Palestinian farmers require special permits or prior coordination to access farming land designated as ‘closed’ between the Barrier and the Green Line. If granted approval, farmers have to cross designated Barrier gates or checkpoints to reach the closed area. As documented by OCHA during the 2017 olive harvest, 76 gates were designated for agricultural access.[3] Of these, 54 only opened during the few weeks of the olive harvest, and only for a limited period of time on those days, and remained closed the rest of the year. An additional 10 gates are considered ‘weekly’ in that they open for some day(s) of the week throughout the year in addition to the olive season. Only 12 gates along the completed 465 kilometres of the Barrier open daily. Of the 76 gates, 56 require access permits and 20 operate via prior coordination.

To apply or renew a permit, the applicant must satisfy the security considerations necessary for all Israeli-issued permits. Many farmers are rejected on those grounds without further explanation. Applicants must also prove a connection to the land in the closed area by submitting valid ownership or land taxation documents. Some applicants are rejected on the grounds of ‘no connection to the land’ or ‘not having enough land.’ In the West Bank, the majority of land is not formally registered and ownership is passed over generations by traditional methods that do not require formal inheritance documentation. The land still constitutes a major source of income for successive generations.

OCHA monitors permit applications, particularly during the annual olive harvest when, according to the Israeli authorities, “recognizing the uniqueness and significance of the olive harvest season, agricultural employment permits beyond the set quota can be requested for members of the farmer’s family.” [4] In the northern West Bank (Jenin, Tulkarm, Qalqiliya and Salfit governorates) where the majority of Barrier gates (47) and the only crossings which open on a daily basis are located, the approval rate for permit applications declined slightly from 58 per cent in 2016 to 55 per cent for the 2017 olive harvest, in which a total of 12,582 permits were granted. Over 10,700 applications by farmers had been rejected or were still pending by the end of the olive harvest.

Impact of access restrictions on olive productivity

Access restrictions to land behind the Barrier and in the vicinity of settlements impede essential year-round agricultural activities such as ploughing, pruning, fertilizing, and pest and weed management. As a result, there is an adverse impact on olive productivity and value. Data collected by OCHA over the last four years in the northern West Bank show that the yield of olive trees in the area between the Barrier and the Green Line has reduced by approximately 55-65 per cent in comparison with equivalent trees in areas accessible all year round.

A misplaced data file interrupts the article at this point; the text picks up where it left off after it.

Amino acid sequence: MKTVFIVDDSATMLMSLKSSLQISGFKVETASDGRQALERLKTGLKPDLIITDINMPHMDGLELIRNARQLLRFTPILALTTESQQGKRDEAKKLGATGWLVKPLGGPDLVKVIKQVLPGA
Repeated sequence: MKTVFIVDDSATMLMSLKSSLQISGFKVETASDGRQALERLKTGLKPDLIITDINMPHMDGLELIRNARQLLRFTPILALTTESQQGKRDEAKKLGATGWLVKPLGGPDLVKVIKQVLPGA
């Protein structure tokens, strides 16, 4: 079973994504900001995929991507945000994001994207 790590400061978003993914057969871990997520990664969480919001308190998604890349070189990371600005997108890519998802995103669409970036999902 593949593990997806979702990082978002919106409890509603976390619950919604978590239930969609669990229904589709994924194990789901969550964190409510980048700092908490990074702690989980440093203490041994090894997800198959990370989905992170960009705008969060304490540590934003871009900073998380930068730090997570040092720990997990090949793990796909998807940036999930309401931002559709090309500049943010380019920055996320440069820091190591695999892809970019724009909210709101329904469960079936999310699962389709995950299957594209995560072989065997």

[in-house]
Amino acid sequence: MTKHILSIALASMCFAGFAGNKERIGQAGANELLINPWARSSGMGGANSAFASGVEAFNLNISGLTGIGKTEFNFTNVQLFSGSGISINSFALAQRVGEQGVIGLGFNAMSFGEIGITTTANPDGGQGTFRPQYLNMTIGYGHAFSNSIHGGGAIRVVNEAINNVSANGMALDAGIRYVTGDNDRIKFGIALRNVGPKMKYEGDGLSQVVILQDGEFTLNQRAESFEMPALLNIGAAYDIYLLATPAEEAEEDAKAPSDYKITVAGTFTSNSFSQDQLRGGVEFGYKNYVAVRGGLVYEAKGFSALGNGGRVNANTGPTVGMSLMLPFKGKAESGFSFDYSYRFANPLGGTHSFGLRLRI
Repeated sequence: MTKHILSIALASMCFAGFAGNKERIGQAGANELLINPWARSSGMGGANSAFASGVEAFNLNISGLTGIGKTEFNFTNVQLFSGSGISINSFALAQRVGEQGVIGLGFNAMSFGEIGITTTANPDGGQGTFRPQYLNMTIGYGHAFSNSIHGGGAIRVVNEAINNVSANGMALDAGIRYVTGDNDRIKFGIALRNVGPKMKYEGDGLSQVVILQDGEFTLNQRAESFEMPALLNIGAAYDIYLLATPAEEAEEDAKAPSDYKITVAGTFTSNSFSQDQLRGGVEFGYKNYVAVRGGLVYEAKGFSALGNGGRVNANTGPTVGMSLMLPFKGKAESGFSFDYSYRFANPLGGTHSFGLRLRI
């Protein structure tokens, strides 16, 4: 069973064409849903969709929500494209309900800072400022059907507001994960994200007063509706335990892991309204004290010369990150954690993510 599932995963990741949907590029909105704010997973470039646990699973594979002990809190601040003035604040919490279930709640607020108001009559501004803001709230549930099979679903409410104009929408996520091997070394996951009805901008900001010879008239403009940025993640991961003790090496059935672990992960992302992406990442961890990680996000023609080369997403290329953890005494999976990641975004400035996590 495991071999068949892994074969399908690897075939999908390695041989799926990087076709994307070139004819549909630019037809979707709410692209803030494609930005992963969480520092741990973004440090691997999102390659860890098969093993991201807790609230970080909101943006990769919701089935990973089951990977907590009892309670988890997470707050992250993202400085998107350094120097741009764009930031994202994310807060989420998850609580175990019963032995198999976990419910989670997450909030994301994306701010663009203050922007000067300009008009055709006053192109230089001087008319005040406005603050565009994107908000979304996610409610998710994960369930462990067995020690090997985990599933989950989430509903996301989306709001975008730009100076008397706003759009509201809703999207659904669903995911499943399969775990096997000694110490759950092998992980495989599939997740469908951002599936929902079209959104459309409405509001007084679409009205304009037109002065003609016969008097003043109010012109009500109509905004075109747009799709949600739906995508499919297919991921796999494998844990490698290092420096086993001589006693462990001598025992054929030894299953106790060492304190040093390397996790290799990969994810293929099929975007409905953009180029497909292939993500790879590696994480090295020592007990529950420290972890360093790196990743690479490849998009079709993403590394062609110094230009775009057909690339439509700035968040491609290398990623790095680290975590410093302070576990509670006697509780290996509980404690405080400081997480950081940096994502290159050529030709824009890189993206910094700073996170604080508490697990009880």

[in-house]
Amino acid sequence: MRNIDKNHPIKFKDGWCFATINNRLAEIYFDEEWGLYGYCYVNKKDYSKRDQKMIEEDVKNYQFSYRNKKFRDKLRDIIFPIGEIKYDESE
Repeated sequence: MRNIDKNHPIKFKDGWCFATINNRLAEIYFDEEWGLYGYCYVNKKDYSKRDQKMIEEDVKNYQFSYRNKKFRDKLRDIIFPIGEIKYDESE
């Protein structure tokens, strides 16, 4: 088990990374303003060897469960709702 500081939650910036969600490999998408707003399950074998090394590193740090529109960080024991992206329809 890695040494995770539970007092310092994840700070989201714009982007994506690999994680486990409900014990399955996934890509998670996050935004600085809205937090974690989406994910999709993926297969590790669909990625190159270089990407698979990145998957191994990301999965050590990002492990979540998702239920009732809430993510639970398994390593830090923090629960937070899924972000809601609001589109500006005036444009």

Olive production at risk

According to the Ministry of Agriculture (MoA), olive trees have been infected by an insect, the olive leaf gall midge, particularly in Tulkarem and Qalqiliya governorates in the northern West Bank. Based on initial estimates, the forthcoming olive harvest may be seriously affected with 80 per cent of production at risk. The MoA has requested NIS two million for surveillance and the study of the biology, behaviour, population density and infestation of the insect in close coordination with Palestinian universities and scientific research agencies. This money will also be used to distribute traps to prevent the uncontrolled spread of the insects. The MoA’s main objective is to prevent the insect from spreading to other areas of the West Bank through a rapid plan of action that does not include the use of pesticides due to the negative effects on the environment and to the insect’s natural enemies.

[1] PALTRADE, The State of Palestine National Export Strategy: Olive Oil, Sector Export Strategy 2014-2018, pp. 5-9. In a typical year, approximately 75 per cent of olive oil is absorbed by the domestic market, 14 per cent is exported to Arab markets and eight per cent is exported to Israel.

[2] Yesh Din data sheet: Law enforcement on Israeli civilians in the West Bank, December 2017.

[3] This figure excludes Barrier checkpoints not used to access agricultural land but by residents of the “Seam Zone” to reach workplaces and essential services in the rest of the West Bank.

[4] Unofficial translation from fifth edition of the ‘Standing Orders’ published by the Israeli authorities, which detail the regulations governing access to areas behind the Barrier.